The World Giving Index consistently ranked Ireland in the top five until 2015, when it dropped to its lowest rank of ninth perhaps due to certain scandals in the Irish charity sector. Before the recent revelations concerning Console there had been a number of high-profile scandals over the last five years, affecting the reputation of the sector as a whole. To-date, there are 18,543 civil society organisations in Ireland, with just over 8,000 charities.
While reputational damage can be difficult to quantify, charities have reported a drop in their fundraising income in the wake of each controversy. A survey conducted by The Wheel, a national representative network for the voluntary sector in Ireland, in 2014, showed that 59% of the 297 charities surveyed reported a drop in public funding (by as much as 10%) from the previous year. Reductions in government funding, largely due to austerity measures in the past few years, have further savaged charity’s income. Consequently, in the past few years charities have seen their income shrink while demand for their services continues to grow.
Historically, charities have relied on people giving up their time and money to a help others. However, the latter half of the Twentieth Century saw charities’ operational plans shifting towards private-sector business models, and charities are fast becoming accountable to the standards and norms of the private sector.
While the ongoing Console scandal gathers headlines and the charity is now to be wound up, it is important to note that fraud can occur in any sector.Nevertheless, there are certain measures that can be undertaken to mitigate the dangers.
More stringent governance codes, tighter regulations, stricter oversight and greater investigative powers must be imposed. In particular, certain provisions of the Charities Act 2009 have yet to be passed. Part IV of the Charities Act 2009 would grant the Charity Regulatory Authority investigative powers to take pre-emptive action into the affairs of charitable organisations. This includes the power to require them to produce documents, entry and search of premises, and the ability to impose intermediate sanctions under Section 73(5)(a), including the removal of the charitable organisation from the register for such period as the Authority deems necessary. Moreover, in order to ensure uniformity, the Charity Regulatory Authority should set a financial reporting standard for charities, such as the Statement of Recommended Practice for Financial Reporting by Charities (the SORP).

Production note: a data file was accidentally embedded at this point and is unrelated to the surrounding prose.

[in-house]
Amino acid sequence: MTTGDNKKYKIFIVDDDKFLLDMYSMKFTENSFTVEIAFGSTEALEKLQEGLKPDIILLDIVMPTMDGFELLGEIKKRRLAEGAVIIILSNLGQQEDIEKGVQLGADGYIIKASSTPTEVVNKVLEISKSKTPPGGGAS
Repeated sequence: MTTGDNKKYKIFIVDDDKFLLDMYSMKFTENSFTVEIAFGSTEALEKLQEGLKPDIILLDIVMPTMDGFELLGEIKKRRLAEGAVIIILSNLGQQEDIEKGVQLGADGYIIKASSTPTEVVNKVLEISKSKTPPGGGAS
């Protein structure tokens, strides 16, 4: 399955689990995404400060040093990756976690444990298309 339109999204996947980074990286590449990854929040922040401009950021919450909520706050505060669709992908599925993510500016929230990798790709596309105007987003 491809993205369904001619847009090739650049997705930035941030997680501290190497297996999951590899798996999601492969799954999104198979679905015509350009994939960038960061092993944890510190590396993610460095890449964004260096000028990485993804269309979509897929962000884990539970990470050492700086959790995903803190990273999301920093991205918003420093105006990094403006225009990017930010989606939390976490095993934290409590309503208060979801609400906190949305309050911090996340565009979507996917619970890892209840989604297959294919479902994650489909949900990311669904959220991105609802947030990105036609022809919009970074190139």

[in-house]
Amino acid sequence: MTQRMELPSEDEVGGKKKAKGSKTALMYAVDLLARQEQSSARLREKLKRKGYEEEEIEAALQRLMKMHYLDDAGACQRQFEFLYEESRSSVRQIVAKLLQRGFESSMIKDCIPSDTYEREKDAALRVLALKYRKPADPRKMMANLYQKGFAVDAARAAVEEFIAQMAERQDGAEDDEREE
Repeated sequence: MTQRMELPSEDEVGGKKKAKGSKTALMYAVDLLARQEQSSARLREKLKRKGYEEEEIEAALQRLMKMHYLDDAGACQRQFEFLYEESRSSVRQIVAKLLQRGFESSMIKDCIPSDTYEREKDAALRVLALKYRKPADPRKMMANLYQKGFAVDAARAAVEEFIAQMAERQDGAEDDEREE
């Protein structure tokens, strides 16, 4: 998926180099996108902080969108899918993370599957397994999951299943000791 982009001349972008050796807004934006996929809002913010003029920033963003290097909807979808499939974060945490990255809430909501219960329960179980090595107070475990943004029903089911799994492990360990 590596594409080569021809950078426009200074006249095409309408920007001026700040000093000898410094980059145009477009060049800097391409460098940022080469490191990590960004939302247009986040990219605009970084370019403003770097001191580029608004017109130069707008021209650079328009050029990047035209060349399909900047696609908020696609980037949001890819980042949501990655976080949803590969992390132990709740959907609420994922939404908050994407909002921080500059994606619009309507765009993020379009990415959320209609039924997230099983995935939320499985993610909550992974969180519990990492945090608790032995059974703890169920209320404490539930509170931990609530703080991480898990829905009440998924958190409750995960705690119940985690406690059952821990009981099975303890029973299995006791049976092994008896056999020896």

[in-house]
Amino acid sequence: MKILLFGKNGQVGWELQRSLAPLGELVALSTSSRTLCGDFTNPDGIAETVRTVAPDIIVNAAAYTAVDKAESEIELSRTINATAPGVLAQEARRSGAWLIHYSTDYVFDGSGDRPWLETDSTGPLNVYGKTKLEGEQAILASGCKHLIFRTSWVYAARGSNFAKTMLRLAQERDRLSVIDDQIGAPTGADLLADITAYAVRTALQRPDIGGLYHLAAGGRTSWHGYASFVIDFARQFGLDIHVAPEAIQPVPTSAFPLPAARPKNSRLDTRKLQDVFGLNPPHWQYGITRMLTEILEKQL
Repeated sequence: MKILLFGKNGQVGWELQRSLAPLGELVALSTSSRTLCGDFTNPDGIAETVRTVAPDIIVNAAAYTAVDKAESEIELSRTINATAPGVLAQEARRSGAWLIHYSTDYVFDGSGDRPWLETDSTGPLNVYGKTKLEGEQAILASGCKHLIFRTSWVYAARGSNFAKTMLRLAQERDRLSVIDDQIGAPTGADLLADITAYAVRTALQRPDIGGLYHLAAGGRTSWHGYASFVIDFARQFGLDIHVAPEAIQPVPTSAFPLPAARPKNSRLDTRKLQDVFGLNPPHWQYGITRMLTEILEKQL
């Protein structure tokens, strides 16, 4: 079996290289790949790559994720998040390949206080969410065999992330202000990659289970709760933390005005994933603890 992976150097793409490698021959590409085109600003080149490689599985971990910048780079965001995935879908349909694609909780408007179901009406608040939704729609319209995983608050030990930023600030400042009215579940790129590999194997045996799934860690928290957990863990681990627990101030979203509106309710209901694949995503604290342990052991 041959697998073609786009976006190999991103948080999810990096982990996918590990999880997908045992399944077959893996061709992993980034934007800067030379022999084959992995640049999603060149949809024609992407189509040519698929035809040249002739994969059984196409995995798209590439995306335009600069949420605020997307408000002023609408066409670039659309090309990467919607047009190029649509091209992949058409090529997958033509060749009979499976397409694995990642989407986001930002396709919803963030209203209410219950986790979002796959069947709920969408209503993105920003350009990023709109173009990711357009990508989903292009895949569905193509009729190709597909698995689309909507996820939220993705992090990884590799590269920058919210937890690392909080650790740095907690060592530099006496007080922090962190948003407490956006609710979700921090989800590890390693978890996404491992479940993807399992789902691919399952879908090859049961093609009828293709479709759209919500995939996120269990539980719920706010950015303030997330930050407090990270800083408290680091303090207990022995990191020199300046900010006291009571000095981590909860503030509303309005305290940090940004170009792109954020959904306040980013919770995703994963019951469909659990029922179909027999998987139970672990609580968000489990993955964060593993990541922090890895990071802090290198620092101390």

The role media play in shaping public perceptions of the charity sector is crucial when assessing a charity’s virtuousness. Media coverage of a controversy, though appropriate in holding management to account, can foster negative perceptions which damage an entire sector. This is not surprising given the inbuilt cognitive bias called the availability heuristic: a quick method for making judgements about the likelihood of something happening.
Altruism Ireland was formed to build up a partnership of trust with the general public; a trust founded on transparency. Transparency is more than a buzzword. The truth is people won’t, and shouldn’t, donate their hard-earned cash unless there is trust that the money is being suitably spent. Therefore, each charity that comes on-board its platform is given a transparency score out of ten, based on three main criteria of communicating their projects, results and financial standing. The latter includes the requirement to disclose a CEO’s salary. The reason for this is not to expose individuals, but to help combat public scepticism around ‘golden salaries’. In May of this year, The Journal.ie reported on top charity executives earning in excess of €100,000 euro a year. What Altruism Ireland asks is for people to make informed decisions. Ultimately it is a matter of personal sensitivity to decide if a salary is appropriate for the level of responsibility of a CEO, but before making any judgements about salaries, Altruism Ireland encourages people to look at CEO compensation as a percentage of total expenses. For example, a charity with an annual income of €10m is more justified in paying their CEO €100,000 a year (1%), compared to a smaller organisation with an income of €1m.
Furthermore, unlike private fundraising platforms that charge in the region of 5-7% on donations, Altruism Ireland charges 0% commission, ensuring more of the money that people raise goes directly to the charity and into the hands of those who need it the most. Donating and fundraising for charity ought not to be driven by a for-profit motive.
Negative perceptions, however, continue to have real-life consequences. The World Giving Index; an annual report published by the Charities Aid Foundation which ranks how charitable a nation is, consistently ranked Ireland in the top five. That was until 2015, when it dropped to its lowest rank of ninth. Again, it is hard to quantify whether this is a direct result of certain scandals in the Irish charity sector, but it seems likely to have played a part. In order to combat a further fall and the lack of dialogue between the public and the charity sector, Altruism Ireland seeks to act as a bridge between the two in order to generate a better understanding of how the sector operates, and in doing so facilitating trust.
The ultimate aim of all involved in the charity sector is not only to ensure Ireland’s status as a highly generous society, but to turn it into the most efficient and transparent one.
John Clarke is Relationship Manager of Altruism Ireland
By John Clarke